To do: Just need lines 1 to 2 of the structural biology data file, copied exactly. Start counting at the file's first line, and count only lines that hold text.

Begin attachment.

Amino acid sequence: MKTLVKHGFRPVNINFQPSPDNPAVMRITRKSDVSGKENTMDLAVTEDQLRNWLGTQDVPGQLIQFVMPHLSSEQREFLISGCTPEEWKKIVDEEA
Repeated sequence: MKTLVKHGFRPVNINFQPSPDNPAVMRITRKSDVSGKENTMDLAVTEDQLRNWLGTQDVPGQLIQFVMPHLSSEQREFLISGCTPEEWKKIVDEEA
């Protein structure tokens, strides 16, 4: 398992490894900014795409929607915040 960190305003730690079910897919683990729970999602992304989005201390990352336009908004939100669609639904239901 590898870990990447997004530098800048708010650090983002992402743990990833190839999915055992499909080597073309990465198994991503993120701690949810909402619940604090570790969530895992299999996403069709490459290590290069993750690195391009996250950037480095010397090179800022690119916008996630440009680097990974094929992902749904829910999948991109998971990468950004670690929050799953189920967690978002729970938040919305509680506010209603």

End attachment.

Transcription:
Amino acid sequence: MKTLVKHGFRPVNINFQPSPDNPAVMRITRKSDVSGKENTMDLAVTEDQLRNWLGTQDVPGQLIQFVMPHLSSEQREFLISGCTPEEWKKIVDEEA
Repeated sequence: MKTLVKHGFRPVNINFQPSPDNPAVMRITRKSDVSGKENTMDLAVTEDQLRNWLGTQDVPGQLIQFVMPHLSSEQREFLISGCTPEEWKKIVDEEA